I once had an interesting conversation with a fellow mandolin player. This gentleman was a better mandolin player than me in many ways. Certainly, his list of accomplishments was longer than mine, and his grasp of music theory was superb—whereas my familiarity with theory is more analogous to street-smarts than book-smarts. This musician had a strong bluegrass/acoustic ensemble background, and that came out starkly in our chat. I was mentioning some challenges related to playing mandolin in a modern, worship band—things like audio levels, arrangements, and fitting in to a group with keyboards, electric guitars, and drums. His reply has always stuck with me. “If a worship team has those instruments,” he said, “then they probably don’t want a mandolin on stage to begin with.”

I was floored. I had, after all, been playing my mando on worship teams of different styles for nearly two decades. I don’t blame him, necessarily. It isn’t easy breaking into the “electric” world—especially if your experience is wholly acoustic. It isn’t just mandolin players who get stumped trying to make it work. Many worship leaders struggle with the same dilemma of knowing how to incorporate those pesky mandolin players who keep begging to be part of the team.

Here are some other gems I’ve heard along the way.

“Mandolin isn’t a good fit for modern worship.”
There are a few good answers to this objection, but the the one that sums it up the best is, “Dude, it isn’t the 1980s anymore.” When people accuse the mandolin of being too old-fashion an instrument for a modern sound, it isn’t difficult to take them through the list of bands that leverage mandolin tones to varying amounts. This spans through decades of great music up to today: Jars of Clay, Goo Goo Dolls, R.E.M. (yeah, yeah, the 90’s were my jam), Rend Collective, Crowder, All Sons and Daughters, the list goes on and on…

Sure, maybe there wasn’t room for mandolins during the era of big hair and spandex, but if your worship “sound” is still patterned after a Journey concert, then you probably have bigger problems than how to fit a mandolin into your set.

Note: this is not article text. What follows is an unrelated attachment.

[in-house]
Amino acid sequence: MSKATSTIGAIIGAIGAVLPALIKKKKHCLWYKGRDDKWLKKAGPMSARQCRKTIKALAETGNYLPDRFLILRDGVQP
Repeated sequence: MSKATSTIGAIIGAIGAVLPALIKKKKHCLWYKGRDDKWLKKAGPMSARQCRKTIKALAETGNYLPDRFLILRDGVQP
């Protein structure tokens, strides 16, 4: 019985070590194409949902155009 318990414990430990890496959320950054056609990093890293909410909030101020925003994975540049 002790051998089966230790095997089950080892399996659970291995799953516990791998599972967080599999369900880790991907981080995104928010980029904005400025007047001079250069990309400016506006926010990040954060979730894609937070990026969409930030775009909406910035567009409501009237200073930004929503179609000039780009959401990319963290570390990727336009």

“It is hard to be heard over the ‘noise’ of a rock band.”
There is a kernel of truth to this one. Drums are inherently loud. Electric guitars and keyboards have the full force of the PA behind them. On a loud stage, you are going to be disappointed if you throw an SM-57 on a mic stand hoping to get decent mandolin sound out of it. Happily, this is a problem with multiple solutions.

First and foremost, a band with good stage protocols (ear monitors, proper sound checks, etc) will all-but-eliminate this problem before you even know you have it.

Second, I’ve found that building a good relationship with sound techs is invaluable. If you find out what they need and what factors they are juggling, you’ll generally find you get what you need too.

Finally, there are piles of gear a mandolin player can use to help with this problem. If you are curious about what gear is important and what is not you can find a few back issues of [WM] where we explored that a bit.

“Our practice tracks don’t often have a studio-recorded part for a mandolin in the arrangement.”
This is also true. If it weren’t then I wouldn’t have anything to talk about at my worship mandolin workshops. Even though mandolins are coming out of the shadows more often, you can’t expect the worship leader to pick out an entire Sunday song set with tracks that have a mandolin in the studio version of the song.

This is where my Arrangement Thievery process comes in. What is Arrangement Thievery you ask? Well, I go into that in more depth in some previous issues of [WM], but the basic idea is to leverage all those over-produced studio recordings. Worship teams rarely have enough musicians to be able include all the layers of guitar and keyboard parts in the studio cuts. I have a systematic way of teasing those unplaced parts out and “thieving” them for my mandolin.

It is true that a mandolin isn’t included in the standard template of worship team instruments, but that isn’t an excuse to not use one. It is simply an opportunity for creative problem-solving!

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